Luna arrived today. Luna was a stray picked up by Newport Animal Control and taken to their facility. She is a Great Dane / Black Lab mix. Not terribly large as, Danes go, but larger than the average dog and quite strong despite being scrawny from hunger.  Luna could easily climb out of the regular kennels at N.A.C.  The only kennel they have that could contain her is their “vicious dog cell” and that is in a part of the building that is not air conditioned. In the late-June mid-day heat, it becomes far too hot for anything to stay in there long. They needed another solution. So the manager, Lisa, reached out to me: would I foster her for them? We found a way to make that happen and I picked her up this morning.

Luna remains the “property” of Newport Animal Control.  Adoption or surrender to rescue will be handled by Lisa or Alicia at Animal Control, ask them about that.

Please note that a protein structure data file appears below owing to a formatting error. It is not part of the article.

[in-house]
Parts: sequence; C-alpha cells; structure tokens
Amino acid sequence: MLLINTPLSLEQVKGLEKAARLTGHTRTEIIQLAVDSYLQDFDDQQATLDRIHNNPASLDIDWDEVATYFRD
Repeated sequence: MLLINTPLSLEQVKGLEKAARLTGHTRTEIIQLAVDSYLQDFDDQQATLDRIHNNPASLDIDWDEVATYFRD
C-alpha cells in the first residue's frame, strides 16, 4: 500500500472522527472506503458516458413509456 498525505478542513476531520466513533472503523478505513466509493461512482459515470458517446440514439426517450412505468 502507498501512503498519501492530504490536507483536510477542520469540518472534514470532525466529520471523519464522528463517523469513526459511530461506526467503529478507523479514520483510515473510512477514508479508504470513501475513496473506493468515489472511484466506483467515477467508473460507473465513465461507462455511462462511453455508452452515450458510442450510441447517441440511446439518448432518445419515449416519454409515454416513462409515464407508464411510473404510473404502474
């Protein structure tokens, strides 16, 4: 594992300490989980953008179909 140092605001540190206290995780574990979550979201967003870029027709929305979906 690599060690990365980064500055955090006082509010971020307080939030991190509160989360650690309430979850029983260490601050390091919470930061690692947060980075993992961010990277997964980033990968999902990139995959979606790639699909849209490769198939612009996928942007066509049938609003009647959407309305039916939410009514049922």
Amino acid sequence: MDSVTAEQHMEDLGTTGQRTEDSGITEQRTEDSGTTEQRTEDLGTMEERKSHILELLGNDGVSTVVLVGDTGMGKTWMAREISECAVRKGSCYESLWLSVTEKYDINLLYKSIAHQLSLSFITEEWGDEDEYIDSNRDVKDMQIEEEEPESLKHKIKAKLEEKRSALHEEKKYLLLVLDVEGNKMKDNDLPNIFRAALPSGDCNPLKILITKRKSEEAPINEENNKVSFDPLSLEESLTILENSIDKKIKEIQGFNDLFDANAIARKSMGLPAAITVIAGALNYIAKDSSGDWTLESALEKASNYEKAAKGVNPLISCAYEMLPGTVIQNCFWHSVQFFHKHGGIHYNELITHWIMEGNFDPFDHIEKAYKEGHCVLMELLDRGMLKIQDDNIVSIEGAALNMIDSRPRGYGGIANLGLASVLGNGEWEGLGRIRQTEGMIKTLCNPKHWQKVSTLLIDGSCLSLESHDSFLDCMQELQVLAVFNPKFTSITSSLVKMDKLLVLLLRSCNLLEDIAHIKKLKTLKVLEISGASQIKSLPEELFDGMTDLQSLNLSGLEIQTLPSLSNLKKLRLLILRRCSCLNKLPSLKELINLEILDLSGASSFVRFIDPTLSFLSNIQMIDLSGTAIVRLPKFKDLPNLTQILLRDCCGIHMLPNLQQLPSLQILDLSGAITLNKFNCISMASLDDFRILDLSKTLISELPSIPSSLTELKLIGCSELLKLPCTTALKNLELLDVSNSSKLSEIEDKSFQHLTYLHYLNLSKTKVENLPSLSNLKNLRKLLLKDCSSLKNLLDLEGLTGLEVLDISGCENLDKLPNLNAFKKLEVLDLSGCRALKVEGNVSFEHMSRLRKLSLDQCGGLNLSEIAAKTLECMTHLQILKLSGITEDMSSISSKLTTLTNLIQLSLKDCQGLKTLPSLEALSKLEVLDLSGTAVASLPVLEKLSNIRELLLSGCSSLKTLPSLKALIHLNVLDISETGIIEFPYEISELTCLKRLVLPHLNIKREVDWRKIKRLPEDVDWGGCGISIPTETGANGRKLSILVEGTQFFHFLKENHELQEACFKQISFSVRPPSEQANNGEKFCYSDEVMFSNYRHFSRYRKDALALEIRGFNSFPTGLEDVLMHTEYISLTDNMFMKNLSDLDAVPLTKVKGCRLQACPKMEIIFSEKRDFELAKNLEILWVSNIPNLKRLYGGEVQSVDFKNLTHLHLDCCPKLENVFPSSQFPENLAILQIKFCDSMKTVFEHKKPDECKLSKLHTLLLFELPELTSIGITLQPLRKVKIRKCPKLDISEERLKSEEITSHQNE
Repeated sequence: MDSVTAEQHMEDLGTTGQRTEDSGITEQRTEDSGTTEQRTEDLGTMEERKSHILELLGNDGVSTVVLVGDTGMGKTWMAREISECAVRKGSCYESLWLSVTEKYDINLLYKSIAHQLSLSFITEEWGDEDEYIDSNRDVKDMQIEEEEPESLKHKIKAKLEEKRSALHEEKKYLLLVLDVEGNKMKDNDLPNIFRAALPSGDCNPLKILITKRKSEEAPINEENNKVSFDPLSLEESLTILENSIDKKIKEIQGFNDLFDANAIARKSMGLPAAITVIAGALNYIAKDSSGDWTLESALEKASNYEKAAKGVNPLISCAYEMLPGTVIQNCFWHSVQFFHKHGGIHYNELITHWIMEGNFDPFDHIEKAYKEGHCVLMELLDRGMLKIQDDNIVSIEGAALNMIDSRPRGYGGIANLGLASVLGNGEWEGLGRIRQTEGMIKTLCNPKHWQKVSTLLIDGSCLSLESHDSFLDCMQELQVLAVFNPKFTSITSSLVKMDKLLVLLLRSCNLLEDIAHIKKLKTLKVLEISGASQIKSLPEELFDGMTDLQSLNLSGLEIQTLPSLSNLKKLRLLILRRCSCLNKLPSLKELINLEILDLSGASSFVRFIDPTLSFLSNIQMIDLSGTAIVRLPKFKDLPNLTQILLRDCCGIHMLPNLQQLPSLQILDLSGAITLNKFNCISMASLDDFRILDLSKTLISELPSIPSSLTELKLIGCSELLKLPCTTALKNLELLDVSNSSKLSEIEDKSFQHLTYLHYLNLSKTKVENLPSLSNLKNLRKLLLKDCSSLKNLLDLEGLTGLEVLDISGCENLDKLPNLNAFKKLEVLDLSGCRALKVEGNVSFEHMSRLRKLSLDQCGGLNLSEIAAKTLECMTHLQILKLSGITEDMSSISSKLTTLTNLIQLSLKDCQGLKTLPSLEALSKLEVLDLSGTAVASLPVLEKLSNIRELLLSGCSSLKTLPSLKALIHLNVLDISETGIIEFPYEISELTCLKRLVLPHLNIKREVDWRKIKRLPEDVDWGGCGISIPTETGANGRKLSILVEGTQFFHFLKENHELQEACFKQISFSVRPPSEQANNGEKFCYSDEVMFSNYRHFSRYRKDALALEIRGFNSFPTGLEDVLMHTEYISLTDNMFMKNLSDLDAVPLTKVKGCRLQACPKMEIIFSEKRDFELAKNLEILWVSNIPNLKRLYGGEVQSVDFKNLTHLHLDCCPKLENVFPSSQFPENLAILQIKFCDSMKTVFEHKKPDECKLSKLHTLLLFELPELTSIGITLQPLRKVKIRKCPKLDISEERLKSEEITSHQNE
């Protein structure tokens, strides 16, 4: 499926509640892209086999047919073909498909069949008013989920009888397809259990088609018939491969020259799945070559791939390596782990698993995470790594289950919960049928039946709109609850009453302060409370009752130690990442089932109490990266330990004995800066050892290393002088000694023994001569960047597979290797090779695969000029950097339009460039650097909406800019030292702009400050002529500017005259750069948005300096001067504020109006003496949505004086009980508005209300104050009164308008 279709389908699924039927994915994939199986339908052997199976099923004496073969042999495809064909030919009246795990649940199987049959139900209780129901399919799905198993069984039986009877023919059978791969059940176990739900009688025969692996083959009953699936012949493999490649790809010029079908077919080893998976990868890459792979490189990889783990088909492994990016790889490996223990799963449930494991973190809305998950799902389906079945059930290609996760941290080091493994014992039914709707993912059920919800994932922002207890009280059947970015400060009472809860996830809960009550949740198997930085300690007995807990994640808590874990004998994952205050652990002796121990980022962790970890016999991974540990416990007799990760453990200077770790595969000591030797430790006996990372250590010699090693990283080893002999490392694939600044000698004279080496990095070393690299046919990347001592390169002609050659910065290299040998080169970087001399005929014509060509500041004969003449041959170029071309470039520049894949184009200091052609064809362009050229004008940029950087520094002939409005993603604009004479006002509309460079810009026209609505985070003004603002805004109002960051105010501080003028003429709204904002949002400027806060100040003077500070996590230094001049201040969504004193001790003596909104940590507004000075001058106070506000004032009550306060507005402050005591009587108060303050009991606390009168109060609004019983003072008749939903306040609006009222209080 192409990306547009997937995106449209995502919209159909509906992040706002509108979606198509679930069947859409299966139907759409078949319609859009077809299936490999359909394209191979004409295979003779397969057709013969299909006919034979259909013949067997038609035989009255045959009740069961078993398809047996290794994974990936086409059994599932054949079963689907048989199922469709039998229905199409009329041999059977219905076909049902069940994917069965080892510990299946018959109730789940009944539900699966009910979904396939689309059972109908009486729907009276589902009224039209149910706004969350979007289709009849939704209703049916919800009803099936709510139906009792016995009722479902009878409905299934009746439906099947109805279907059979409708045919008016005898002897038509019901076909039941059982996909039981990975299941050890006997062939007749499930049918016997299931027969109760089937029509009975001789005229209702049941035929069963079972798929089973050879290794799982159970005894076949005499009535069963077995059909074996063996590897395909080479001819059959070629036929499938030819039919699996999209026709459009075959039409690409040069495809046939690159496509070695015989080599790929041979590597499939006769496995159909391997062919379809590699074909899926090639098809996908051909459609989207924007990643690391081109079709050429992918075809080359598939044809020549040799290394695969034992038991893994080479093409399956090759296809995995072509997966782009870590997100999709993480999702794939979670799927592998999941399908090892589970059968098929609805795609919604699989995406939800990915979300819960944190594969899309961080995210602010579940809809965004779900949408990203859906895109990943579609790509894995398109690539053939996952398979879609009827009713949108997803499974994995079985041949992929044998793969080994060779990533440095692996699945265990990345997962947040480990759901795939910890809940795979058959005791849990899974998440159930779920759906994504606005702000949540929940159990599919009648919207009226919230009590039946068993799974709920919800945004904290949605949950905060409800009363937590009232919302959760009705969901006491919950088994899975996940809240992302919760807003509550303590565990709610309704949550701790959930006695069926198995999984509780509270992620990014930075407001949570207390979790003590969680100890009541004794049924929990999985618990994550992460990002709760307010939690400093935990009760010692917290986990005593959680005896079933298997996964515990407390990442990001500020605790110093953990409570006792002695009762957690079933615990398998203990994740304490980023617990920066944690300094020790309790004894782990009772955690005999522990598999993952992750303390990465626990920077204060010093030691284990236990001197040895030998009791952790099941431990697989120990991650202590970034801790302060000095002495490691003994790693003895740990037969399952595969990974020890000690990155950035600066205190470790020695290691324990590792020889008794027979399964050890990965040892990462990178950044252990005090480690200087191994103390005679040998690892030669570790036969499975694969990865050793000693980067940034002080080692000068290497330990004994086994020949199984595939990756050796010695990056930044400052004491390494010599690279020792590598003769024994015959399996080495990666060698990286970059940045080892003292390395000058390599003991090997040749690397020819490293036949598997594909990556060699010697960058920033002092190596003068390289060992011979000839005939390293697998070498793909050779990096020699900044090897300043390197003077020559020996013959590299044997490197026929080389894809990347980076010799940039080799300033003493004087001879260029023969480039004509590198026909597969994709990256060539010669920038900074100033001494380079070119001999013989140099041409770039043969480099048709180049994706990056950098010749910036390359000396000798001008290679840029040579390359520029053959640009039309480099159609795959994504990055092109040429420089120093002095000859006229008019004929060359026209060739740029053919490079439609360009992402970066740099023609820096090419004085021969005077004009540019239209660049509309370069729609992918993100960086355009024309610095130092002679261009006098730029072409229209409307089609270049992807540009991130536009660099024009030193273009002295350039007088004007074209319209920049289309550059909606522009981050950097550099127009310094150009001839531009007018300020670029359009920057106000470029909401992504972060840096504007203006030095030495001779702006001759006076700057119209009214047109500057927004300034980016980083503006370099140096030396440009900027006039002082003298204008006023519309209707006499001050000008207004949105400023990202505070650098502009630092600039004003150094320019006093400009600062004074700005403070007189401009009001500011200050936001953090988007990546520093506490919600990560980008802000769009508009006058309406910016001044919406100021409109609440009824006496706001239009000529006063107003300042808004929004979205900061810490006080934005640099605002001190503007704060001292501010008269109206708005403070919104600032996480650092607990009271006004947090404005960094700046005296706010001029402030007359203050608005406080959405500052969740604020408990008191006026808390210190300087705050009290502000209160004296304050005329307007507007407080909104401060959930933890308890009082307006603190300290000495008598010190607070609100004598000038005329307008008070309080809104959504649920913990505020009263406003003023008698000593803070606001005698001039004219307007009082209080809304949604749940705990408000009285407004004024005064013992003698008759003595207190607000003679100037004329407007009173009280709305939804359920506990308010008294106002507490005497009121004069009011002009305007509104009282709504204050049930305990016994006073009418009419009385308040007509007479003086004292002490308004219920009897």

City of Newport Animal Control
219 East Main Street,
Newport, TN, 37821
(423) 625-8444
AnimalControl@NewportTN.com

I know more about Luna because I’m the one caring for her, direct questions about her health, temperament, and training to me via comment on this article (bottom of page) or e-mail.  Most are also linked to from a summary blurb in the detailed notes.

Lunarrival

Luna arrived today. Luna is a special case: a stray picked up by Newport Animal Control and taken to their facility.  She is a Black Lab / Great Dane mix.  Small, as Great Danes go, but larger than the average dog and quite strong despite being scrawny from hunger.

Newport Animal Control is working out of a make-shift facility in an unused building downtown.  Their kennels are lightweight, free-standing affairs.  Not sturdy enough to hold Luna, who proved able to climb over the walls and/or pull the door until the latch bends and it opens.  The only kennel they had that could contain her was their “vicious dog cell” and that is in a part of the building that is not air conditioned.  In the late-June mid-day heat, it becomes far too hot for anything to stay in there long.  They needed another solution.  So the manager, Lisa, reached out to me: would I foster her for them?  We found a way to make that happen and I picked her up this morning.